A crossing point for ideas, words, images, and energies

Brian Henderson


“In this sense, to know the significance of something is to know how and why it matters, where “to matter” means at once ‘to materialize’ and ‘to mean.'”

Judith Butler, from Bodies That Matter





“It matters how we arrive at the places we do.”


Sara Ahmed, from Queer Phenomenology





“It matters who one is within power relations of, for instance, gender, race, class, disability, and sexuality.  How we experience being disoriented and how such experiences shape us as moral and political agents depends on who we are and who is around us.”


Ami Harbin, from Disorientation and Moral Life





“It matters whether we make ourselves in plenty or in unfulfilled need, including need for genuine knowledge and meaning.”


Donna J. Haraway, from Simians, Cyborgs, and Women




The Masses

“It matters politically because, like the masses in general, it is something to which the powerful must always attend if they are to move as they would like.”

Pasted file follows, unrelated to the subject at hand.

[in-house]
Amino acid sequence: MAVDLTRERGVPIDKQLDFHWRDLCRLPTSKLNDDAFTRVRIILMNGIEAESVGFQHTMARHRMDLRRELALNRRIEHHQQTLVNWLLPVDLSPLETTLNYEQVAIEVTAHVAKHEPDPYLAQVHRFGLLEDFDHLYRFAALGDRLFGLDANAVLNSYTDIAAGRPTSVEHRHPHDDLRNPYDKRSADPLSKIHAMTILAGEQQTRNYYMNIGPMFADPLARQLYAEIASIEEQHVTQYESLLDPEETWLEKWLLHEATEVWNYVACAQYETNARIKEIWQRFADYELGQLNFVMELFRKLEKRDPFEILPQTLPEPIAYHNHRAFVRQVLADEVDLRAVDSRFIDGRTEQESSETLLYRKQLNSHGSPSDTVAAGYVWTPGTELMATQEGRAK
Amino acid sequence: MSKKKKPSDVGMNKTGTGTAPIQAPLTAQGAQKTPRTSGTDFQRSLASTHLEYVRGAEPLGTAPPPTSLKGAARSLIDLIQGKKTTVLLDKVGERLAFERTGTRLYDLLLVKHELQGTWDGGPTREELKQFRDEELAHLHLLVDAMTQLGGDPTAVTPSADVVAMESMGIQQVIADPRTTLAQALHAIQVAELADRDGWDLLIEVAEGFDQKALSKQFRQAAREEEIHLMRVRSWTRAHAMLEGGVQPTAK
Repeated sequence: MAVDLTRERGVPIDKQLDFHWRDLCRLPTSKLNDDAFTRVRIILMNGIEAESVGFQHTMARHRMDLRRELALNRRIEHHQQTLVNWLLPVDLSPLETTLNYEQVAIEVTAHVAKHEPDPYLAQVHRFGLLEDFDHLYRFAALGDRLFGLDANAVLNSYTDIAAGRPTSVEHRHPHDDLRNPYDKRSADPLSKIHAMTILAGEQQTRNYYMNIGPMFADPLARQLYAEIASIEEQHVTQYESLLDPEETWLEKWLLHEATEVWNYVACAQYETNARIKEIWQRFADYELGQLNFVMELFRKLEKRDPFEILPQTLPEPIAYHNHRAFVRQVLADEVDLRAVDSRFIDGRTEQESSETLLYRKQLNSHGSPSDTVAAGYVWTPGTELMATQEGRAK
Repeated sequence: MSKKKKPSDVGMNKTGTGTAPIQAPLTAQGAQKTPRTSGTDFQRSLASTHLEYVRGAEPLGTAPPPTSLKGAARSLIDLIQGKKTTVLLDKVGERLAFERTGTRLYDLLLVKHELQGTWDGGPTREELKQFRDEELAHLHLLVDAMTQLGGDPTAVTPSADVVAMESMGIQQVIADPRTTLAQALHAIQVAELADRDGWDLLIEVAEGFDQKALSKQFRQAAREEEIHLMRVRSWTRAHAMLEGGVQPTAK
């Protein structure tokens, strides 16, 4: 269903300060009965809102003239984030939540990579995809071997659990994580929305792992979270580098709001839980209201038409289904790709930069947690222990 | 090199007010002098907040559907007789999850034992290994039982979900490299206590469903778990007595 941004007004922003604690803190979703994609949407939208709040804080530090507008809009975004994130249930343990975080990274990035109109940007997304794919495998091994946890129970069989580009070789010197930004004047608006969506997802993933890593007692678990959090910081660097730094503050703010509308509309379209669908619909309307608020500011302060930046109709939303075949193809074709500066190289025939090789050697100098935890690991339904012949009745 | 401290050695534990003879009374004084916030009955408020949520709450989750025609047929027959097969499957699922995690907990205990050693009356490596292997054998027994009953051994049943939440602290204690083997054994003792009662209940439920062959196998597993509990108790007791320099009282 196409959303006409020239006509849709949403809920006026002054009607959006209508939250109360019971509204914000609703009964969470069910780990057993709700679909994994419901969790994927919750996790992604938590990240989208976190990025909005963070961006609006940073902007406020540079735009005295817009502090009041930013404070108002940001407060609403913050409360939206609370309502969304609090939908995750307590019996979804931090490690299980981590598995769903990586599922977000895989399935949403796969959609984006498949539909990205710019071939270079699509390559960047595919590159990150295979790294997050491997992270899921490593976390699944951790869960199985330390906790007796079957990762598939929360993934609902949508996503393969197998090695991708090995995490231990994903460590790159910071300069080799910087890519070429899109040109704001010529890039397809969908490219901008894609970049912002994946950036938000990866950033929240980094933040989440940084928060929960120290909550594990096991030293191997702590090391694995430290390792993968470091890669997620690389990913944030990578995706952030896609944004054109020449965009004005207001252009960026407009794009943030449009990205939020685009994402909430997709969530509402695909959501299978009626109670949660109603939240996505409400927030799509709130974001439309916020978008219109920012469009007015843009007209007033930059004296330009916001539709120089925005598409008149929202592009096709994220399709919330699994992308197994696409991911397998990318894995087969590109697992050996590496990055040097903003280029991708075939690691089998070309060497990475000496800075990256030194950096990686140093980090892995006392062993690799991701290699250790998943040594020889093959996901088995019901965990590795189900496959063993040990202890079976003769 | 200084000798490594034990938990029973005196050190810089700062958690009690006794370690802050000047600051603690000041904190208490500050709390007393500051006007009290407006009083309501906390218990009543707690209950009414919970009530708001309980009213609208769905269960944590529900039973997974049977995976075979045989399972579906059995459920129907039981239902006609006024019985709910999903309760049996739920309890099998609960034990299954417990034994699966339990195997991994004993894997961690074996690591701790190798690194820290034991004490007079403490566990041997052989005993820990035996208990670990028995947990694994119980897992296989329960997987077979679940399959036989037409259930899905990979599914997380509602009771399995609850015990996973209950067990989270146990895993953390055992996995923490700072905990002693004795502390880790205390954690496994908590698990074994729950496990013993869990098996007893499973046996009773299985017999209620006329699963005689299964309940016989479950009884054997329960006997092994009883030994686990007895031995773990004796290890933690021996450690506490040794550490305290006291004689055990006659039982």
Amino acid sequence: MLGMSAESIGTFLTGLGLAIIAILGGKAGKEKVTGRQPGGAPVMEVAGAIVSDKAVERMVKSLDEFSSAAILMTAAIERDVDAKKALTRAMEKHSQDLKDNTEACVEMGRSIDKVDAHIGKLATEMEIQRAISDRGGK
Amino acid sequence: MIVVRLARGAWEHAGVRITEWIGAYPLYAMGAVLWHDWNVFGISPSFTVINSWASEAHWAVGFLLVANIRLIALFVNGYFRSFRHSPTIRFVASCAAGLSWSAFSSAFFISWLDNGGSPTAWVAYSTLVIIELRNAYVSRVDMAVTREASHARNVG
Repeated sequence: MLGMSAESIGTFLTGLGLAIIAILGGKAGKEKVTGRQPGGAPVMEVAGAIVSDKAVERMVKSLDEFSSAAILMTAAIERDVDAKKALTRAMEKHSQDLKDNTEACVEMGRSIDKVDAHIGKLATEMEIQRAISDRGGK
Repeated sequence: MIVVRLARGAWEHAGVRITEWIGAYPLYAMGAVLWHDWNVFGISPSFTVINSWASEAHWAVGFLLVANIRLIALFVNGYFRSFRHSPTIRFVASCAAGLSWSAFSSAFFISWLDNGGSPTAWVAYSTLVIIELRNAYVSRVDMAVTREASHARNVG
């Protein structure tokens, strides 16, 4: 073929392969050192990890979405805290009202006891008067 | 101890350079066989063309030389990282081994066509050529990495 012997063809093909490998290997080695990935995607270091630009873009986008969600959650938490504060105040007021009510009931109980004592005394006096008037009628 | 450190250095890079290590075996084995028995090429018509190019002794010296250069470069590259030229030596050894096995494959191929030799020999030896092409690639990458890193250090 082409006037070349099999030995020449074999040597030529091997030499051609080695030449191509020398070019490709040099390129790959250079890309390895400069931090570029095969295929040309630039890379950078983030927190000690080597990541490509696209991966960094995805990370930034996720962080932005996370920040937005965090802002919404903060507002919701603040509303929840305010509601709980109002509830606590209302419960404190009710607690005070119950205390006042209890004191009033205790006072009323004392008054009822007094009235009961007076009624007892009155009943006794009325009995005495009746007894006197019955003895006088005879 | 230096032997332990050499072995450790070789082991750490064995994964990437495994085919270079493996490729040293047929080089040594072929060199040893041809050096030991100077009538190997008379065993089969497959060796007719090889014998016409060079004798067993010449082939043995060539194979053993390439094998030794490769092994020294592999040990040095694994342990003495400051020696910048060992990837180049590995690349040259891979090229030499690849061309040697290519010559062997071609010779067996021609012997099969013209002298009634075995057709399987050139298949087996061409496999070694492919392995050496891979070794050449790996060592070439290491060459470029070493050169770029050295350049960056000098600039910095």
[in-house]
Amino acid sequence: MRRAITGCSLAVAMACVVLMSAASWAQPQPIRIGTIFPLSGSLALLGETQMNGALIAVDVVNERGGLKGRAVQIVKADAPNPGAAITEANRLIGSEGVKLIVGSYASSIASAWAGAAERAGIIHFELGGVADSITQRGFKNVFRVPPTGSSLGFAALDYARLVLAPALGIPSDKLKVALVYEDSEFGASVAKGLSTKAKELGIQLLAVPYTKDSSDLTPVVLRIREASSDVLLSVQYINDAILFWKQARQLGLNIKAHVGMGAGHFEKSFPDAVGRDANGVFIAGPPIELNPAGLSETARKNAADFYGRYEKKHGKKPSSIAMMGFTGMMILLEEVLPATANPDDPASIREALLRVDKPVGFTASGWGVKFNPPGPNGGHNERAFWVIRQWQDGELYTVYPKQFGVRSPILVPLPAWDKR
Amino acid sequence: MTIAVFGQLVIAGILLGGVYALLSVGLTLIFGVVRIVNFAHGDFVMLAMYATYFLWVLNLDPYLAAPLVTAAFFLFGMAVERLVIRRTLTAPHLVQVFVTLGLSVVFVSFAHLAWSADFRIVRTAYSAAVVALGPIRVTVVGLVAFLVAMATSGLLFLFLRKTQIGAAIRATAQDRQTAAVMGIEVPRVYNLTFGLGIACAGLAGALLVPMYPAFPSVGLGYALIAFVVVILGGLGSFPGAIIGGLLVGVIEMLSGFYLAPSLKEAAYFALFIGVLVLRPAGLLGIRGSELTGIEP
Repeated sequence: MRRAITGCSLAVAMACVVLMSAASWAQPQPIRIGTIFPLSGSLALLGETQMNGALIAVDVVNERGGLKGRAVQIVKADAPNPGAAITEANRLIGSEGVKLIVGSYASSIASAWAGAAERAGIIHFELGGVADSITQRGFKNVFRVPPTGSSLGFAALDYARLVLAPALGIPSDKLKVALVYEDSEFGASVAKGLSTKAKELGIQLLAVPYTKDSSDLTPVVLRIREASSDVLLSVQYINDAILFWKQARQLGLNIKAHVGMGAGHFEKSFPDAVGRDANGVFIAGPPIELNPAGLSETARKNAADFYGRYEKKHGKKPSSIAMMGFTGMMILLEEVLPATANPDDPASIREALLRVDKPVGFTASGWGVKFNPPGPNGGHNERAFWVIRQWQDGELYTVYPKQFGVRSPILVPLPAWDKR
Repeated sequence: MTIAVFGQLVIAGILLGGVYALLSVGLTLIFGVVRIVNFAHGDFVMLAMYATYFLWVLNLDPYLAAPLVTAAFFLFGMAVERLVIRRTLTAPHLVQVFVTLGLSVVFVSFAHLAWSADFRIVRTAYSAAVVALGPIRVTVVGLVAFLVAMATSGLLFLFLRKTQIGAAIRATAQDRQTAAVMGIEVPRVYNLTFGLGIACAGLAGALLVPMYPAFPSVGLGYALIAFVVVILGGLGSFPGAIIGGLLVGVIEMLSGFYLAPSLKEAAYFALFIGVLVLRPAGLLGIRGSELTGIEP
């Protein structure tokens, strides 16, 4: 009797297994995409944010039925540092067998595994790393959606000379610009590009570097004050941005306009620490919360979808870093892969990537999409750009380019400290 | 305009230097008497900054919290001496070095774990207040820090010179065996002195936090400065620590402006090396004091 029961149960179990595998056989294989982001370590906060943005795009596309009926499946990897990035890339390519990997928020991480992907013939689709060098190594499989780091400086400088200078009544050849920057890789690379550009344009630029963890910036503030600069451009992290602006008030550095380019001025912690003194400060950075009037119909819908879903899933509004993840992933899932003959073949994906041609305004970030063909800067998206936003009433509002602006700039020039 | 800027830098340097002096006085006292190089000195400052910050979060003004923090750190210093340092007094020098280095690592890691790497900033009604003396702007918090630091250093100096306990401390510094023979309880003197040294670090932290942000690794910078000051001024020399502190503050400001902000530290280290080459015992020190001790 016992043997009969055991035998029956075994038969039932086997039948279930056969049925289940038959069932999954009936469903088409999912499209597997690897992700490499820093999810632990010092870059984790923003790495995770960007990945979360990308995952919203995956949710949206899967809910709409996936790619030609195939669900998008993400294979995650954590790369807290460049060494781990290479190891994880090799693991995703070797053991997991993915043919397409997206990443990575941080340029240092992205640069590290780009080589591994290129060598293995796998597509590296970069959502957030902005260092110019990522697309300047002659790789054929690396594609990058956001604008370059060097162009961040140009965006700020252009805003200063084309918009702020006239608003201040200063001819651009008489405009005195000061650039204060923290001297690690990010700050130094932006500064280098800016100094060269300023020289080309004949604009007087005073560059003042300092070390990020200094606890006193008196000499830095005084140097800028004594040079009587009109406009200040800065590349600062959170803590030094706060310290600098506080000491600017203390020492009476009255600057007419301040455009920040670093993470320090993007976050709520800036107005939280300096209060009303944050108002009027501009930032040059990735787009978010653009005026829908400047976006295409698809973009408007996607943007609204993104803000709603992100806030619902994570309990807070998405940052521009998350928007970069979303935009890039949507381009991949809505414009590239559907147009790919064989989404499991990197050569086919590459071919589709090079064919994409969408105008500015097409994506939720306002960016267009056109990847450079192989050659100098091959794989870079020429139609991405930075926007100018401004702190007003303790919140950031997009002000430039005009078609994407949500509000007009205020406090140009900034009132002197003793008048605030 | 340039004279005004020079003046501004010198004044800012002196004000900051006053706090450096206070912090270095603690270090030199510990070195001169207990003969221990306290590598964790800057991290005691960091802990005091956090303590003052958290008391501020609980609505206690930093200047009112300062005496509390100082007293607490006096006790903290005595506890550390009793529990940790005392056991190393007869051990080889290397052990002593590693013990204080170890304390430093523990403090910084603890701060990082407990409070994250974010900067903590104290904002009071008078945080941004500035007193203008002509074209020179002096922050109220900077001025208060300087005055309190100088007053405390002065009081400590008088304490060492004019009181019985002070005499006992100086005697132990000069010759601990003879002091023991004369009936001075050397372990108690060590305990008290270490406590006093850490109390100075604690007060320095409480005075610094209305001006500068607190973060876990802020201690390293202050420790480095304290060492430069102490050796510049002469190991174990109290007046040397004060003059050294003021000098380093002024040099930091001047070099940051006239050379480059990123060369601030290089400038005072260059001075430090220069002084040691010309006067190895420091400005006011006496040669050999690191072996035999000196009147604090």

Wendy Brown, from Manhood and Politics





“It is important to recognize that it matters what figures we think through, from, and with.”


Stefanie R. Fishel, from The Microbial State




At Stake

“Imagination means how we see and how we learn to see, how we suppose the world works, how we suppose that it matters, and what we feel we have at stake in it.”


Jedediah Purdy, from After Nature




“And, if one admits that one’s senses are hierarchized (and in space-time), it matters for “man” to find a vital speed, a growth speed that is compatible with all his senses and meanings, and for him to know how to stop in order to rest, to leave an interval between himself and the other, to look toward, to contemplate — to wonder.”


Luce Irigaray, from An Ethics of Sexual Difference




“And again, because it matters, and because it matters the thingness of matter, as much as materializes forms of controlling matters: ‘uncertainty surrounds the holding of things.'”

André Lepecki, from Singularities